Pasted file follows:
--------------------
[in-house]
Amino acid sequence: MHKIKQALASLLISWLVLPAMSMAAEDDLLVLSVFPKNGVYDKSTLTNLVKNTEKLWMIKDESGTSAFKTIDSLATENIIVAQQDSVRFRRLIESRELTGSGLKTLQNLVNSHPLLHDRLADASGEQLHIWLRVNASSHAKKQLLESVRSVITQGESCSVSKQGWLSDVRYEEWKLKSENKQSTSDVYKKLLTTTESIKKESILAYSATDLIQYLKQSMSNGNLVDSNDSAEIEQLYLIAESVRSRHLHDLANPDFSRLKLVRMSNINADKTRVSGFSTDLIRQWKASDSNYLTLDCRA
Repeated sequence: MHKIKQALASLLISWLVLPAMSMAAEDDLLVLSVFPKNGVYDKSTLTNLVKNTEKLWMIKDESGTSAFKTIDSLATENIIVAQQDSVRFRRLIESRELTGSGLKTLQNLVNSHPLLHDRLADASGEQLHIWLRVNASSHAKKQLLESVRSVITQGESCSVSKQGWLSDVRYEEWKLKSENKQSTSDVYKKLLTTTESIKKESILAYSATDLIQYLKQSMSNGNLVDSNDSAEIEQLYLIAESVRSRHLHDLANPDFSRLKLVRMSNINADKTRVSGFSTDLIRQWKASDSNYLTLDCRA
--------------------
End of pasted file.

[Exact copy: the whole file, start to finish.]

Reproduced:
[in-house]
Amino acid sequence: MHKIKQALASLLISWLVLPAMSMAAEDDLLVLSVFPKNGVYDKSTLTNLVKNTEKLWMIKDESGTSAFKTIDSLATENIIVAQQDSVRFRRLIESRELTGSGLKTLQNLVNSHPLLHDRLADASGEQLHIWLRVNASSHAKKQLLESVRSVITQGESCSVSKQGWLSDVRYEEWKLKSENKQSTSDVYKKLLTTTESIKKESILAYSATDLIQYLKQSMSNGNLVDSNDSAEIEQLYLIAESVRSRHLHDLANPDFSRLKLVRMSNINADKTRVSGFSTDLIRQWKASDSNYLTLDCRA
Repeated sequence: MHKIKQALASLLISWLVLPAMSMAAEDDLLVLSVFPKNGVYDKSTLTNLVKNTEKLWMIKDESGTSAFKTIDSLATENIIVAQQDSVRFRRLIESRELTGSGLKTLQNLVNSHPLLHDRLADASGEQLHIWLRVNASSHAKKQLLESVRSVITQGESCSVSKQGWLSDVRYEEWKLKSENKQSTSDVYKKLLTTTESIKKESILAYSATDLIQYLKQSMSNGNLVDSNDSAEIEQLYLIAESVRSRHLHDLANPDFSRLKLVRMSNINADKTRVSGFSTDLIRQWKASDSNYLTLDCRA